US F-22 Raptors Practice War With China In Western Pacific; Drills To Operate From ‘Hubs’ & ‘Spokes’

The US Air Force (USAF) recently concluded a seven-day exercise operating its F-22A Raptors and aircraft from austere, basic airfields in the western Pacific’s Guam and Mariana Islands. 

US Puts 300+ F-35 Stealth Fighters In Indo-Pacific As Pentagon Enhances ‘Coalition Capacity’ To Fight PLAAF

This was part of its Agile Combat Employment (ACE) concept, where aircraft operate from dispersed locations that may not necessarily have the complete supporting infrastructure. The idea is to not concentrate their operations at a single location that may come under attack. 

The Swedes base their entire air warfare doctrine on the ACE by designing and flying the Saab Gripen from small roads and highways around forests and mountains. The Indian Air Force (IAF) too has flown its Mirage-2000 fighters from highways and expressways in north India and the National Capital Region (NCR). 

The American effort is greater in magnitude and scale since its military is operating from outside its continental mainland to neutralize threats from adversaries like China and Russia. This entails a series of intertwined logistical and diplomatic challenges. 

Fan Out & Hit China

The idea is to spread out, get close, and fight China inside its anti-access/area-denial (A2/AD) bubble. However, risks remain with basing, logistical issues, and the current obstacles faced by the US defense industrial base in mass manufacturing ammunition and ordnance for conventional wars with peer rivals. 

The drill, called Agile Reaper, took place for the second time after its inaugural edition last year and saw the participation of 800 Airmen and 29 aircraft across five different locations in mid-April. The exercise focused on “training on the Agile Combat Employment concept that leaders say will define the service in the years to come,” said an April 29 report on Air and Space Forces (ASF). 

The 3rd Air Expeditionary Wing from Joint Base Elmendorf-Richardson (JBER) Alaska, “conducted simulated combat situations and tested agility in deploying combat air power across the expansive Indo-Pacific region.”

An F-22 Raptor assigned to the 90th Expeditionary Fighter Squadron at Joint Base Elmendorf-Richardson (JBER), Alaska, arrives at Tinian International Airport during Exercise Agile Reaper 24-1. Source: Tech. Sgt. Curt Beach/US Air Force.

“The goal is to develop resilient warfighters who are confident in their ability to execute using mission-type orders, generate airlift sorties in a contested environment with limited resources, and grow together as a diverse team while gaining familiarity with other career fields,” Lt. Col. Logan Sutton, 535th Airlift Squadron commander, said in a release.

The statement said ACE is “designed to ensure the 11th Air Force can operate as a cohesive team, focusing on the skills needed to optimize wartime operational mission generation. Agile Reaper allowed the 15th Wing to exercise transitioning from supporting regular operations to an expeditionary status.”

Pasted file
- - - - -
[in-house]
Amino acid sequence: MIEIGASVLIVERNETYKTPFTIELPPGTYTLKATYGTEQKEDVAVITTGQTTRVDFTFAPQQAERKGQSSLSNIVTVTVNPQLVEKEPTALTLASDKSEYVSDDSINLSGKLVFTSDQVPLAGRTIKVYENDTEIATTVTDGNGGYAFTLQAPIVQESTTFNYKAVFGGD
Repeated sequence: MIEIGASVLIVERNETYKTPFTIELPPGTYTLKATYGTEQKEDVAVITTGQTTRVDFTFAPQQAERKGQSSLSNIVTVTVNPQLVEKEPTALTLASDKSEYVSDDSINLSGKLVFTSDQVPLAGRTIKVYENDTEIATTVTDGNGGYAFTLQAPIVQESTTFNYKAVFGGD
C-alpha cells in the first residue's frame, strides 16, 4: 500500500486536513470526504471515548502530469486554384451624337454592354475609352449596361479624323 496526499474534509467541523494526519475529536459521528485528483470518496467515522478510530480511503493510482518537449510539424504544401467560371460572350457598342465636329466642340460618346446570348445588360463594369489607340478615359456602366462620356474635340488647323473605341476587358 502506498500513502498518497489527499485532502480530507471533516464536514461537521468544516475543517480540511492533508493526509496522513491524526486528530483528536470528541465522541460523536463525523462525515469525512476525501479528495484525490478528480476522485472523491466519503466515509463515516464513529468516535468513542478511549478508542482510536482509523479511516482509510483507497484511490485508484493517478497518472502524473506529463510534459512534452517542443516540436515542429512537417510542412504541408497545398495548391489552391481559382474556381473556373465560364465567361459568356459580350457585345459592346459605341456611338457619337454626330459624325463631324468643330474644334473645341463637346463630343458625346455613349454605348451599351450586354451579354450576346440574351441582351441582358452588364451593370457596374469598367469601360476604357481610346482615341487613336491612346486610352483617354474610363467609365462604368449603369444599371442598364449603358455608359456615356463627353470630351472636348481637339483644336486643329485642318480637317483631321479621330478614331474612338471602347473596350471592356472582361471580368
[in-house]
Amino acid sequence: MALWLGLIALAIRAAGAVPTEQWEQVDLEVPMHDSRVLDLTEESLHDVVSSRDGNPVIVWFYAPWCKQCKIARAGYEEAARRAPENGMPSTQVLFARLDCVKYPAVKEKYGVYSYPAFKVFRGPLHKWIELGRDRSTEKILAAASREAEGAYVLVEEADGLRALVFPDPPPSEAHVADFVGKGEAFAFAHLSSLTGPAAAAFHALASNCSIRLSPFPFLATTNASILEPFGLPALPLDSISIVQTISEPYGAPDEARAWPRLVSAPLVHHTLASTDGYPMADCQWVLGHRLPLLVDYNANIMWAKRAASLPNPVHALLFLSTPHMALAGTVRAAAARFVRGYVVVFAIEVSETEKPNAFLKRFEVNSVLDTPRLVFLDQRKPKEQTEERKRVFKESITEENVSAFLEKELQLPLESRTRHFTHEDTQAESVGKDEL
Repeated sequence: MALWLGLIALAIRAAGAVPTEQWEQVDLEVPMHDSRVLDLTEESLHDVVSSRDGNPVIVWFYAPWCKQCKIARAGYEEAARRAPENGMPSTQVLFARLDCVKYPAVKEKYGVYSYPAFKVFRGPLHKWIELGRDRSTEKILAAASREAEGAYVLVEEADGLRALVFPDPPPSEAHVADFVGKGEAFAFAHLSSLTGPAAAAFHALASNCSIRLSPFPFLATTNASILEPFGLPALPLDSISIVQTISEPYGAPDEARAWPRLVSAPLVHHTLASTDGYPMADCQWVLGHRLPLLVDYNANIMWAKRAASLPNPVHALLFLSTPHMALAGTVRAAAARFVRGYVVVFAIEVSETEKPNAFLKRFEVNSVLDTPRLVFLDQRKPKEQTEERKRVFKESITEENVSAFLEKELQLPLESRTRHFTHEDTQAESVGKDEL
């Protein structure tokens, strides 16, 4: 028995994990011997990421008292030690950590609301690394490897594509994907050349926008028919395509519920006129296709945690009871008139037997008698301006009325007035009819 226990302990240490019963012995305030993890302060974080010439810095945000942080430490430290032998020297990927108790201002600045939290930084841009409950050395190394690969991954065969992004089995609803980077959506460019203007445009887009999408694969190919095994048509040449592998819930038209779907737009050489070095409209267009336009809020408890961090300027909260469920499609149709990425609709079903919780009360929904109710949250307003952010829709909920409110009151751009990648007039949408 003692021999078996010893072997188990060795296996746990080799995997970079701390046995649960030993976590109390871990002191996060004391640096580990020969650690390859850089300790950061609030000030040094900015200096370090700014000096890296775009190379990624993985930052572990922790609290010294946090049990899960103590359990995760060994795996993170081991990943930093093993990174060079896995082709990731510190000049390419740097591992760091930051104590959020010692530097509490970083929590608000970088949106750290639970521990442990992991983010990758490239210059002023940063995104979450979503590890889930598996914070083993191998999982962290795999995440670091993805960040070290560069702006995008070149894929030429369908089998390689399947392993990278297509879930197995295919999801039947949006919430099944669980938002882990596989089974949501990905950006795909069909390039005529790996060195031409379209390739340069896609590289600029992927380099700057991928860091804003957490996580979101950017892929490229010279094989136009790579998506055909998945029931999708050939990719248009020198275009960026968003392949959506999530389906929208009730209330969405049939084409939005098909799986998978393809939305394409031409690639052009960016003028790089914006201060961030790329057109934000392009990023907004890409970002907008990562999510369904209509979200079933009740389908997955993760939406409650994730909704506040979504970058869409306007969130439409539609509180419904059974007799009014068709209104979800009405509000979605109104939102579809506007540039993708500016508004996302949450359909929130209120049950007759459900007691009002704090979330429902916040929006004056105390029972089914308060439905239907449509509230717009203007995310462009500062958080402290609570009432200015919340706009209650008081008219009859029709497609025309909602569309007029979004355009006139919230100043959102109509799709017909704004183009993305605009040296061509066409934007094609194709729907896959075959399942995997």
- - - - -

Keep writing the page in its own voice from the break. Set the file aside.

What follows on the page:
‘Hub & Spoke Model’

The term “expeditionary” implies USAF elements operating out of their home bases (“hubs”) that host the units and formations and fanning and converging across the smaller airfields (“spokes”). The latter is inside the theater’s operational area and within the adversary’s (in this case China’s) weapons engagement zone. 

US Air Force Airmen assigned to the 3rd Expeditionary Air Wing from JBER, Alaska break down an expeditionary tent during Exercise Agile Reaper 24-1. Source: US Air Force.

In theory, combined with the US Marine Corps (USMC) Force Design 2030, Expeditionary Advanced Base of Operations (EABO), and the US Navy’s Distributed Maritime Operations (DMO), ACE is expected to present targetting dilemmas to Chinese long-range fires of it’s land-attack ballistic and cruise missiles.

With ACE in the picture, the US Navy and the USAF can be expected to conduct strategically coordinated operations to hit the People’s Liberation Army Navy (PLAN) and the People’s Liberation Army Air Force (PLAAF). 

Even the US Marine Corps (USMC) air wing is pursuing its version of ACE centered around its Vertical Take-Off Landing (VTOL)-capable ‘B’ variant of the F-35 (F-35B), with its Forward Operational and Refuelling Point (FARP) concept. 

The exercise used a ‘hub-and-spoke’ model: Andersen Air Force Base, Guam, and Hickam Field Base in Hawaii served as the hubs, while Saipan, Tinian of the Northern Mariana Islands, the Japanese island of Iwo To, and Guam’s Andersen’s AFB’s Northwest Field served as the spokes. 

The “main operating base” provides “increased mobility and connection to supporting bases within a region.” Many of the spokes have “limited resources and bare-bones facilities.” “While the Northwest Field is on Guam, it is separated from the rest of the base.” 

America’s ‘Best’ Fighter

F-22s from Joint Base Elmendorf-Richardson (JBER) Alaska and Joint Base Pearl Harbor-Hickam (JBPHH) Hawaii, flew across the Pacific for the exercise. 

JBER also sent an HC-130 Combat King II for air refueling and a C-12 Huron for transport. KC-46 and KC-135 tankers came from McConnell AFB, Kansas, and Eielson AFB, Alaska respectively.

Travis AFB in California dispatched its C-5 Galaxy, and Yokota AFB in Japan, contributed a C-130 Hercules to ferry servicemen and cargo back and forth between Guam.